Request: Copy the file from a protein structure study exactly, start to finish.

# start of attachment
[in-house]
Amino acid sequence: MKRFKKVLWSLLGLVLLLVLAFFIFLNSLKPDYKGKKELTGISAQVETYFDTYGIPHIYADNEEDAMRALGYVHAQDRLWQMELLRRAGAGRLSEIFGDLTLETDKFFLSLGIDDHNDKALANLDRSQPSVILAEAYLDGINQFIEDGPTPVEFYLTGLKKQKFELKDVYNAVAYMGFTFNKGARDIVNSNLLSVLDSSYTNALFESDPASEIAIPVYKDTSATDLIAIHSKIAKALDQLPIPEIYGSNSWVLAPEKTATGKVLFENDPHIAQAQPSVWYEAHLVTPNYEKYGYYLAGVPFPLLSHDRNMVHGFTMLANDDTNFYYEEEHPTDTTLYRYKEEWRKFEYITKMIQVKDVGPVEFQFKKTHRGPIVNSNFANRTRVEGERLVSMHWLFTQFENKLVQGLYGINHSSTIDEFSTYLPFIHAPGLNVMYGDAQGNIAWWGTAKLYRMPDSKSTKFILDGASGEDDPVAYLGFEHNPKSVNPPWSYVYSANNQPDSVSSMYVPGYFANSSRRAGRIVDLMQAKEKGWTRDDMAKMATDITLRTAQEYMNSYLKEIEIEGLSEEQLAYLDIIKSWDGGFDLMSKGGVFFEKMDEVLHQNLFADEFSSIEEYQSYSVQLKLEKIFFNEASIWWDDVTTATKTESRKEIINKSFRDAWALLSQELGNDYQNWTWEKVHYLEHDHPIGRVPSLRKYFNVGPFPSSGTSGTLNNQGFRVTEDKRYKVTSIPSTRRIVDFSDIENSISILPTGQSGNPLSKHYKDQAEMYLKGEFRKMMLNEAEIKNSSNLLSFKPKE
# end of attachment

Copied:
[in-house]
Amino acid sequence: MKRFKKVLWSLLGLVLLLVLAFFIFLNSLKPDYKGKKELTGISAQVETYFDTYGIPHIYADNEEDAMRALGYVHAQDRLWQMELLRRAGAGRLSEIFGDLTLETDKFFLSLGIDDHNDKALANLDRSQPSVILAEAYLDGINQFIEDGPTPVEFYLTGLKKQKFELKDVYNAVAYMGFTFNKGARDIVNSNLLSVLDSSYTNALFESDPASEIAIPVYKDTSATDLIAIHSKIAKALDQLPIPEIYGSNSWVLAPEKTATGKVLFENDPHIAQAQPSVWYEAHLVTPNYEKYGYYLAGVPFPLLSHDRNMVHGFTMLANDDTNFYYEEEHPTDTTLYRYKEEWRKFEYITKMIQVKDVGPVEFQFKKTHRGPIVNSNFANRTRVEGERLVSMHWLFTQFENKLVQGLYGINHSSTIDEFSTYLPFIHAPGLNVMYGDAQGNIAWWGTAKLYRMPDSKSTKFILDGASGEDDPVAYLGFEHNPKSVNPPWSYVYSANNQPDSVSSMYVPGYFANSSRRAGRIVDLMQAKEKGWTRDDMAKMATDITLRTAQEYMNSYLKEIEIEGLSEEQLAYLDIIKSWDGGFDLMSKGGVFFEKMDEVLHQNLFADEFSSIEEYQSYSVQLKLEKIFFNEASIWWDDVTTATKTESRKEIINKSFRDAWALLSQELGNDYQNWTWEKVHYLEHDHPIGRVPSLRKYFNVGPFPSSGTSGTLNNQGFRVTEDKRYKVTSIPSTRRIVDFSDIENSISILPTGQSGNPLSKHYKDQAEMYLKGEFRKMMLNEAEIKNSSNLLSFKPKE